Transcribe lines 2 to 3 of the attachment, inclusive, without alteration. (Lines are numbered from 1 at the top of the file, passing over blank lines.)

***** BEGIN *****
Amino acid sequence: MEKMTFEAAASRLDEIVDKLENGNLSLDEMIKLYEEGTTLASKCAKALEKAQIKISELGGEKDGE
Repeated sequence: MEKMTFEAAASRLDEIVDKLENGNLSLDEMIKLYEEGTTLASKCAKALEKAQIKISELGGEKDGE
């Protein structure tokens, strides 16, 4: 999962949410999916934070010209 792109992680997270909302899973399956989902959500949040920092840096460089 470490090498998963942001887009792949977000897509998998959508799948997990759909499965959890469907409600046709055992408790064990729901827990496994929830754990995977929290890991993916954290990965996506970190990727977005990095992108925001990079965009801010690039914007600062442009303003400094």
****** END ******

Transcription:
Repeated sequence: MEKMTFEAAASRLDEIVDKLENGNLSLDEMIKLYEEGTTLASKCAKALEKAQIKISELGGEKDGE
């Protein structure tokens, strides 16, 4: 999962949410999916934070010209 792109992680997270909302899973399956989902959500949040920092840096460089 470490090498998963942001887009792949977000897509998998959508799948997990759909499965959890469907409600046709055992408790064990729901827990496994929830754990995977929290890991993916954290990965996506970190990727977005990095992108925001990079965009801010690039914007600062442009303003400094």